Four games into his major league career, Jay Bruce is 8-for-14 with two doubles and two stolen bases. For comparison, Ryan Braun, last year’s absurdly amazing (and cute) rookie, was a meager 4-for-15 with one double, one stolen base, and one home run. If you used your waiver priority (or a draft pick, as in my league) on Bruce, you should be feeling pretty good right now. It’ll be hard to match Braun’s crazy home run total from last year (34 in 113 games!), but whatever he does, Bruce is this year’s difference-making rookie. At least in fantasy. The Reds are pretty bad, with or without him.
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Managing a fantasy baseball team is about more than drafting a guaranteed 40-home run hitter, or a 200-strikeout pitcher. It’s about putting together a team of players that you believe in. It’s about taking a chance on an athletic young right fielder with quick hands, on a new setup man with dangerous movement on his fastball, on an aging first baseman-turned-dh who may or may not have anything left but has this look in his eye that says you can still trust him with men on in the late innings.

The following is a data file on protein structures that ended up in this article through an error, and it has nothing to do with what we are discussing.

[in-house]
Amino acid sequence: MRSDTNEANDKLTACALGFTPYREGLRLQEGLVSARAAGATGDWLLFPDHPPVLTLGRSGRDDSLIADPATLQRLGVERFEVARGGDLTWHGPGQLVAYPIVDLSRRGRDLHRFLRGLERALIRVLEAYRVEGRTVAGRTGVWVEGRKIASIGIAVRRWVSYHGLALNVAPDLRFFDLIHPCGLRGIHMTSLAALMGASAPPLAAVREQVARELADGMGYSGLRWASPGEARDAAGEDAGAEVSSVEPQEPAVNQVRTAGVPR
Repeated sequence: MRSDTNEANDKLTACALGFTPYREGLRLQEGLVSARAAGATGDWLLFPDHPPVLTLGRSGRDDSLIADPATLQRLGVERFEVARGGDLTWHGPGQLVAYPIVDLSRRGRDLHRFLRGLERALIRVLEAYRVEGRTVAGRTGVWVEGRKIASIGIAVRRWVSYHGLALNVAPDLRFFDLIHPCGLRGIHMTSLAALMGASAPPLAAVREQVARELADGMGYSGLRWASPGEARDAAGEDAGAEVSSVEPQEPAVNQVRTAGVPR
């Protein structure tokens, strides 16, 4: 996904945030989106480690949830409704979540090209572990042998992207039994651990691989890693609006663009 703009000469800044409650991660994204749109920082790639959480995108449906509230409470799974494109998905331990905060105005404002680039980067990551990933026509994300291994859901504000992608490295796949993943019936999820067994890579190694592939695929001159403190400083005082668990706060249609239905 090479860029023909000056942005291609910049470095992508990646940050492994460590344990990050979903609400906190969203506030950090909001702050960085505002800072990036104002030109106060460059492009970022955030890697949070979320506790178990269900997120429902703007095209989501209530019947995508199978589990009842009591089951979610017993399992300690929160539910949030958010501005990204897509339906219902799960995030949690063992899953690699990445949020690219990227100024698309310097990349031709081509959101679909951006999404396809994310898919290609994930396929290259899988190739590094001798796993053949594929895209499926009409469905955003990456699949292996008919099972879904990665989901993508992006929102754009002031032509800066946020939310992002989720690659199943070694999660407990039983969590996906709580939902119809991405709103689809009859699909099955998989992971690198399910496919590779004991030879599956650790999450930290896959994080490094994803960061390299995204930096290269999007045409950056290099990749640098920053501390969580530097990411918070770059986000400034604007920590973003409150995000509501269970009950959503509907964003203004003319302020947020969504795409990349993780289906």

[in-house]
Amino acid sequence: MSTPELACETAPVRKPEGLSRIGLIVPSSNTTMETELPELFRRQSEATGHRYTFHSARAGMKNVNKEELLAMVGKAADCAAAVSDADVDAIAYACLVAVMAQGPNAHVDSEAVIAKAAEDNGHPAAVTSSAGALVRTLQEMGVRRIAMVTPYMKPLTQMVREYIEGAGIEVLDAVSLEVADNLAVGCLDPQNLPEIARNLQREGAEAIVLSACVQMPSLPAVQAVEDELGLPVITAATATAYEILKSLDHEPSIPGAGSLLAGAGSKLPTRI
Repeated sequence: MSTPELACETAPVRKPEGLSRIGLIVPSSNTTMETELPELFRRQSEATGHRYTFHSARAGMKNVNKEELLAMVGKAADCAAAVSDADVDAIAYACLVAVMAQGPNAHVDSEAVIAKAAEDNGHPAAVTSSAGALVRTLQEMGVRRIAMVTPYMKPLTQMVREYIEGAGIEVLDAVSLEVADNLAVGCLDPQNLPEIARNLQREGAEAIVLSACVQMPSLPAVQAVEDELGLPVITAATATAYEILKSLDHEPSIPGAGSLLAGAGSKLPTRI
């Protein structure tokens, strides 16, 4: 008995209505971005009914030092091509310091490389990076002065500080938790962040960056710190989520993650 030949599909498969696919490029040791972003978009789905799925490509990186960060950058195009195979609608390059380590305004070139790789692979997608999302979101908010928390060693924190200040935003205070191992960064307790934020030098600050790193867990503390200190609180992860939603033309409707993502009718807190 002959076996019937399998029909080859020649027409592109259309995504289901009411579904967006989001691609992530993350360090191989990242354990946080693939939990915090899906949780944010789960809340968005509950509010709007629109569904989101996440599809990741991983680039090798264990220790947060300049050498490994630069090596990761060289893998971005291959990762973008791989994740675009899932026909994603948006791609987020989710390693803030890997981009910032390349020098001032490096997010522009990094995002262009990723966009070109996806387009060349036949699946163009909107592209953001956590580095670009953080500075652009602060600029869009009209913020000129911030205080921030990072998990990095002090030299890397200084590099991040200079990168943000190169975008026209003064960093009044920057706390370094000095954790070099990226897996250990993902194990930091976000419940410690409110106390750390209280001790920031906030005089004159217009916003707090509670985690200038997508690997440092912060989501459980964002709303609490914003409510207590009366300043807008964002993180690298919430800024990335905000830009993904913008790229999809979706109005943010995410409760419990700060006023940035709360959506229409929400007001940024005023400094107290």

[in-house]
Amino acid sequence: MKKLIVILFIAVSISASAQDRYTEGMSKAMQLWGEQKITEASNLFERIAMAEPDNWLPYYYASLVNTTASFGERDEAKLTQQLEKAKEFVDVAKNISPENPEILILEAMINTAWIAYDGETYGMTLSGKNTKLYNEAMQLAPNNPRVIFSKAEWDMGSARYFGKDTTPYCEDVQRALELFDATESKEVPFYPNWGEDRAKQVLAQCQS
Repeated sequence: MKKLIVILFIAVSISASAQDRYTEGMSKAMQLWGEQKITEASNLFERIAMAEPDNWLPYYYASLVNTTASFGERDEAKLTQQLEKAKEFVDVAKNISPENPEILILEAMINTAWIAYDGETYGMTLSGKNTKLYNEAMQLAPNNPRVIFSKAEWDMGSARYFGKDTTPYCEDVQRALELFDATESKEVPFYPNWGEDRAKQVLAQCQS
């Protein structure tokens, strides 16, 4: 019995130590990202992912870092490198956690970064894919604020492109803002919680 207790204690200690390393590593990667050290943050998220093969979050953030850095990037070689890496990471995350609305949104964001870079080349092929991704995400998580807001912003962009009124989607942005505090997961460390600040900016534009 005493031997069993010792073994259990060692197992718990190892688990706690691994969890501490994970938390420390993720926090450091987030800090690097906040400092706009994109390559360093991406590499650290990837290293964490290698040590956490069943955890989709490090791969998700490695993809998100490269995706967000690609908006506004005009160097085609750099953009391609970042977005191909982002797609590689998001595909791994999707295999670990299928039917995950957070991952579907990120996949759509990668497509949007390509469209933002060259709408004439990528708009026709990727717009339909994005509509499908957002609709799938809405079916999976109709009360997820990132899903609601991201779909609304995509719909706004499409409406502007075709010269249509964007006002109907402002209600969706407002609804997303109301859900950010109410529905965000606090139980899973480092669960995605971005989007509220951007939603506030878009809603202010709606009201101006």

Some people give in to home team bias and draft the entire starting outfield, others stubbornly or superstitiously avoid their teams’ aces to prevent double heartbreak. Personally, I won’t go near players that have publicly revealed themselves to be schmucks — the offenses range from the minor and perhaps imagined (hitting a little too well against my home team, and smirking while doing so) to the more legitimate (regular hissy fits), to the genuinely despicable (domestic abuse).
And I have a soft spot for the cute ones. Sometimes that works – see Barry Zito’s stats, 2000-2003. Sometimes that doesn’t – see Barry Zito’s stats, 2007. Either way, having a stake in a sexy, shaggy-haired pitcher’s strikeout total in an otherwise meaningless game is exactly what fantasy baseball is about.